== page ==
• Sweden;
  • BRCA1/2 mutations;
  • ovarian cancer;
  • family history;
  • SIR;
  • PAF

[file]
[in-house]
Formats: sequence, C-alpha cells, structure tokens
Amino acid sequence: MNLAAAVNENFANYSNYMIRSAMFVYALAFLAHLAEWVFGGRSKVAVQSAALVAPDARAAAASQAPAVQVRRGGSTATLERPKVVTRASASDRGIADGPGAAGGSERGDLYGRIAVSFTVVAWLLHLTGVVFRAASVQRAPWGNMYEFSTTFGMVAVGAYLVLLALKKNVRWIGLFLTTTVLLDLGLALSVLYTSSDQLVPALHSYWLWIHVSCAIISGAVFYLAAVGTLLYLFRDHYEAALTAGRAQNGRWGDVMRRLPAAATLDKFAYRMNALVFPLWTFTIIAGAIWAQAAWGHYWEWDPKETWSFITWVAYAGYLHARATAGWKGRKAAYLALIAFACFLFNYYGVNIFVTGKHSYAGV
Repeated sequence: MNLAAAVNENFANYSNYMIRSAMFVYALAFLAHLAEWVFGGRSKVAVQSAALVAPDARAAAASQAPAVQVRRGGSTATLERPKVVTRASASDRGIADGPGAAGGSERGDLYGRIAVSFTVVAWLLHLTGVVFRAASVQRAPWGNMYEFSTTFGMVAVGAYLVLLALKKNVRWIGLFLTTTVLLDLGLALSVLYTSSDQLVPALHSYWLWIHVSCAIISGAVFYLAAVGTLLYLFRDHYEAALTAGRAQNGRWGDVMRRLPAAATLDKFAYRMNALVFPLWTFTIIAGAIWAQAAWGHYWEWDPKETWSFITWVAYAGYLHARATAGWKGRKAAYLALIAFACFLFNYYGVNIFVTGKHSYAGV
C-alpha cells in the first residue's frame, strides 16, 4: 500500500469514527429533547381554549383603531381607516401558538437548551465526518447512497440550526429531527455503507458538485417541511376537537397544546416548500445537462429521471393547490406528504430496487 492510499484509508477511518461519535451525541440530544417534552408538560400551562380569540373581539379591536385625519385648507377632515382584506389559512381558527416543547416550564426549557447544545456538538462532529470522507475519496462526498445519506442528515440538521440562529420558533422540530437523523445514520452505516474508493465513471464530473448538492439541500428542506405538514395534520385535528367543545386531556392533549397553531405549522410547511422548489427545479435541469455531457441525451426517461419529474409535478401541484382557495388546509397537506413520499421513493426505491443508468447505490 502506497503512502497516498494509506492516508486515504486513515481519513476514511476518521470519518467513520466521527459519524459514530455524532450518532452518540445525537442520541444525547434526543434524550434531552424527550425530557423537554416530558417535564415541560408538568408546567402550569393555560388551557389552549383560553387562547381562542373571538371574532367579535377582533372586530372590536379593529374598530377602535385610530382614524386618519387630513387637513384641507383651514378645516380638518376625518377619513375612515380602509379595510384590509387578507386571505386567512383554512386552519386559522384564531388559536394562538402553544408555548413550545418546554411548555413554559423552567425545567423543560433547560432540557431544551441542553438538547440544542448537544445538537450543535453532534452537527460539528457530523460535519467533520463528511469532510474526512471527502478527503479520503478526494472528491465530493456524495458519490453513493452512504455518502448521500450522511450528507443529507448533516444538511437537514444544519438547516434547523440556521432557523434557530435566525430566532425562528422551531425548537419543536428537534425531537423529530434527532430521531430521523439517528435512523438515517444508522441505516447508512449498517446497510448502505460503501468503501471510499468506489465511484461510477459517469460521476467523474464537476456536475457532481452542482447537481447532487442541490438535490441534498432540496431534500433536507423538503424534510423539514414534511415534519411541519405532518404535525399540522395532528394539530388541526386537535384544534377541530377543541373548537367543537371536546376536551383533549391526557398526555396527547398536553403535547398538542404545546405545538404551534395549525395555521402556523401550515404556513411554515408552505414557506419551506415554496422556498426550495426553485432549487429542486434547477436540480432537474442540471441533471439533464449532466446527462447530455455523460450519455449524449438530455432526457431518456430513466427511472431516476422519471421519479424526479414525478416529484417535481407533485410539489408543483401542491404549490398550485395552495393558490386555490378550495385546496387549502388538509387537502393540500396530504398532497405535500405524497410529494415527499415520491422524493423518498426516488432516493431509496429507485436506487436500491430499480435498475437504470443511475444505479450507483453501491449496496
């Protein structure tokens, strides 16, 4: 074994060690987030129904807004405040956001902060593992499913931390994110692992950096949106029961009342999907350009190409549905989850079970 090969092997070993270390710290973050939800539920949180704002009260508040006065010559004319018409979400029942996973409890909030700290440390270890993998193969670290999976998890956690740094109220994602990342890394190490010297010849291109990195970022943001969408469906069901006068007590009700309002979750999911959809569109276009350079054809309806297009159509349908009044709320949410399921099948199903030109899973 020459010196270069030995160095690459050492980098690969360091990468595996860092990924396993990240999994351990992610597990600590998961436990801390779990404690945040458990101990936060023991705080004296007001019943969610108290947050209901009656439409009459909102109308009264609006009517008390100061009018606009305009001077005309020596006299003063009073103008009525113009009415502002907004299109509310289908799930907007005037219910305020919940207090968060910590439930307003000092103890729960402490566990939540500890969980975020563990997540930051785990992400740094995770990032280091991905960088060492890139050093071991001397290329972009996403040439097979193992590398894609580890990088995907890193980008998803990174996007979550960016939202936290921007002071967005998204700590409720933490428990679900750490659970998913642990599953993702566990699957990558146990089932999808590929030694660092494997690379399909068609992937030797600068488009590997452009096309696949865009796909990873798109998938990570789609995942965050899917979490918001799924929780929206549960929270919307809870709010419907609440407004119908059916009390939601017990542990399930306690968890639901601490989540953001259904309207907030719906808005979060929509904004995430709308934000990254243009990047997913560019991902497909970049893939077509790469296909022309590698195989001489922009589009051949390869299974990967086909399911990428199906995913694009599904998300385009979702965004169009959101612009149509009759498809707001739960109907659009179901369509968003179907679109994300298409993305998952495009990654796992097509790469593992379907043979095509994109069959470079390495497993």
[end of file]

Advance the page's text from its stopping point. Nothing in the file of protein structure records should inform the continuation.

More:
Age-specific familial risks in ovarian cancer have not been assessed by histologic types of medically verified cancers. We used the nationwide Swedish Family-Cancer Database on 10.2 million individuals and 19,175 invasive and 3,436 borderline ovarian cancers to calculate, by affected family members, standardized incidence ratios (SIRs) and 95% confidence intervals (CIs) for familial ovarian cancer in 0–66 year old daughters. SIRs for all invasive ovarian cancer were 2.68 (95% CI 2.22–3.21) by ovarian cancer in mother, 2.94 (1.40–5.94) by an affected sister and 24.03 (6.12–74.46) by both an affected mother and sister. The population-attributable fraction from mothers was 2.52%. Seropapillary cystadenocarcinoma showed the highest familial risk, but the effect of histopathol subtype could not be fully assessed because of lack of data in probands. Age-specific data showed some early-onset components and an unusual maximal incidence in the 40s. A comparison to an earlier study on BRCA1/2 mutation analysis and relative risks of ovarian and breast cancer suggests that these mutations could account for 26% of the familial aggregation of ovarian cancer. Histopathology and age of onset appear to be important attributes of familial ovarian cancer, suggesting that further gene identification efforts should target a specific histopathology in early-onset patients. © 2003 Wiley-Liss, Inc.